Also, fed dollars often go to supplemental programs, as mandated by the feds. That's all well and good, but what use are supplemental programs when core programs are not functioning properly?


Ow! Fiscal policy makes my head hurt!

billythrilly7th
12-02-2006, 09:56 AM
Jeffrey Skilling, Andrew Fastow, Dennis Kozlowski, Bernard Ebbers, Jack Abramoff, Carl Icahn . . .

caw


:rolleyes:

Thank you.

billythrilly7th
12-02-2006, 09:57 AM
Ow! Fiscal policy makes my head hurt!

Yes.

We'll find some good people to handle it.

dclary
12-02-2006, 09:58 AM
Jeffrey Skilling, Andrew Fastow, Dennis Kozlowski, Bernard Ebbers, Jack Abramoff, Carl Icahn . . .

caw

Exactly.

The companies Carl Icahn owns (not including time/warner) employ tens of thousands of americans.

robeiae
12-02-2006, 05:46 PM
Why not?

cawWhy should they? It's not defined as one of the duties or one of their powers in the Constitution.

And saying "Education is important" won't get you anywhere. Why have the feds handle it? Just more opportunities for waste and corruption by sending money to DC so they can send it back to my local school. It really defies reason. Other than touchy-feely nonsense, what do those that defend federal education funding have to hang their hat on? Their great track record of successes?

SC Harrison
12-02-2006, 07:35 PM
Why should they? It's not defined as one of the duties or one of their powers in the Constitution.

And saying "Education is important" won't get you anywhere. Why have the feds handle it? Just more opportunities for waste and corruption by sending money to DC so they can send it back to my local school. It really defies reason. Other than touchy-feely nonsense, what do those that defend federal education funding have to hang their hat on? Their great track record of successes?

Word has it that the $50 million the government is spending on Abstinence education yearly is paying off. Fifteen year-old Brandi Waverly, an eighth-grader who is gleefully approaching her sixteenth birthday which will allow her to drop out of school, recently stated, "My future is important to me, which is why I told my ex-boyfriend Tommy I wasn't going to put out until he bought me a pre-engagement ring to replace this stupid charm bracelet."

dahmnait
12-02-2006, 10:31 PM
An interesting read (http://www.educationsector.org/analysis/analysis_show.htm?doc_id=336629)on NCLB. According to the article, NCLB had some serious revisions before it went into place (of course we know that). These revisions have caused many of the problems we are dealing with now.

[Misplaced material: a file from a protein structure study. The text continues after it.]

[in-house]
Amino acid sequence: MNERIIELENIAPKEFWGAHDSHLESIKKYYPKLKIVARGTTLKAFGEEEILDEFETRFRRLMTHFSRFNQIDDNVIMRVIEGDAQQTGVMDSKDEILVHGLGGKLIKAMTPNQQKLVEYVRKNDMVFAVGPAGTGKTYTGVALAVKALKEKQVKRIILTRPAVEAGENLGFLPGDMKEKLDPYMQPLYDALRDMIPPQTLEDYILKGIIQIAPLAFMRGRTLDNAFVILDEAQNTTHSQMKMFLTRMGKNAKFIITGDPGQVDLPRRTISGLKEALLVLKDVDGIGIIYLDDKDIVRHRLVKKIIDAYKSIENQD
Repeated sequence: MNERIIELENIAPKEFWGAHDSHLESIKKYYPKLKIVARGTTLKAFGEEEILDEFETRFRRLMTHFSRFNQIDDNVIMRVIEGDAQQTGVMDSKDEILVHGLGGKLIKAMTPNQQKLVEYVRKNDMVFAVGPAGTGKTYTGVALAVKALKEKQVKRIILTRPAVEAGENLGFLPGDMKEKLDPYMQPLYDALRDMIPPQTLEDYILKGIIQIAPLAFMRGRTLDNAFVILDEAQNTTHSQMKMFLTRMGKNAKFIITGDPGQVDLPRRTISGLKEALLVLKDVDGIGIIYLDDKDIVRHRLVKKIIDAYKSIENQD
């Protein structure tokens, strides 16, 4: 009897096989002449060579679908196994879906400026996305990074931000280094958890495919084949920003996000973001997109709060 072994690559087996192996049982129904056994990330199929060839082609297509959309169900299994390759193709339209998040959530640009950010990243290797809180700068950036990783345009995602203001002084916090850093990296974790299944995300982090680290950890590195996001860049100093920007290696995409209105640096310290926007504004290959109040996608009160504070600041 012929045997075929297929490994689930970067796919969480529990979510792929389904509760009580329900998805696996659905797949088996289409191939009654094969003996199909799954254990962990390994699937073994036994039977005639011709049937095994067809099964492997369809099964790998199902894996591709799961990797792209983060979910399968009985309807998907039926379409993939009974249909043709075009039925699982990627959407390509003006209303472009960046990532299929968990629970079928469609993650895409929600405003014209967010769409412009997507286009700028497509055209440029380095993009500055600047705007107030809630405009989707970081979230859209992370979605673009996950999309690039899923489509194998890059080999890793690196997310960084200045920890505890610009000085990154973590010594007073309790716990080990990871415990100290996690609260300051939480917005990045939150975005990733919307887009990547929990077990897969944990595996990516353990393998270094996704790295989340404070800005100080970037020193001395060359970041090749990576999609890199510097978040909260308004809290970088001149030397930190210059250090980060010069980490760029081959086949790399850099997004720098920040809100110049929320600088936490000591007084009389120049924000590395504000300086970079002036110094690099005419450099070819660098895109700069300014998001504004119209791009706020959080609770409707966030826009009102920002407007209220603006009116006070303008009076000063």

As a parent, I no longer have much say in my child's education. To me, this is wrong. My daughter should have been held back years ago. She was failing every class because she didn't understand the theories and concepts behind what she was being taught. She could memorize though, so she passed the standardized testing. Because of this, the schools passed her from grade to grade. When I tried to intervene, they still wouldn't hold her back because, according to the testing, she passed. If the school held her back, it reflects badly on the school.

How does a student who has a D average pass to the next grade level? How does this student show that NCLB works? How does this help my daughter and every other child like her? My daughter is not a single case scenario. This is happening everywhere. It's ironic that these children are being left behind because of the way the No Child Left Behind act works.

I am not saying that the educational system doesn't need reform. Nor do I place the blame on any one party. The failure falls on both sides.

ETA: So this doesn't become part of the issue - I do work with my daughter in regards to her educational development. However, there are things I don't know or don't remember. I do my best, but my best is not good enough. That is why I have her in school, so that she can learn from those who are best equipped to teach her.


Sorry dclary. I know that this isn't where your op was heading, but it does seem to be where the thread has gone.

dclary
12-02-2006, 11:31 PM
It happens, T. At AW? It happens.

But NCLB is a worthy topic. Better this than the bizarre fetish hijacks of OP. ;)

dahmnait
12-04-2006, 01:41 AM
But NCLB is a worthy topic. Better this than the bizarre fetish hijacks of OP. ;)But then, bizarre fetish hijacks get more responses. :D

dclary
12-04-2006, 03:32 AM
Ain't that the truth. If only NCLB included a "ball gag and nipple clamps for underperforming students" clause...

zarch
12-04-2006, 10:05 PM
Okie dokie. I'm a high school English teacher with a M.S. in educational leadership as well. A few things:

1) Deek's right on standardized testing--you got a better way to figure out if kids are learning, or if teachers are teaching? No one likes taking these tests, and no one likes administering them. But the fact remains that they give a fairly accurate assessment of what's happening on a particular campus. And in the case of my home state (Texas), the correlation between our state curricula and our state exams is rekmarkable. So the tests are valid and reliable. Unpleasant, yes, but valid and reliable.

2) Teachers and administrators constantly moan about NCLB (which education insiders call "nickelby"...and THAT is annoying) because of "underfunding," especially in relation to the standards/expectations. I mean, I hear this a whole lot. But I've never heard an educator tell me exactly what's being underfunding and how the results of the underfunding have been catastrophic.

3) Dahmnait, a D is generally considered passing. If a student masters at least 70% of course material and passes the required state exam, then she passes. If she's mastering the skills, then she isn't being left behind. Where I'm from, memorization does not help a student on the test. Skills do.

4) I tend to think that the (public) education community's disgust with NCLB has more to do with its architect than its content.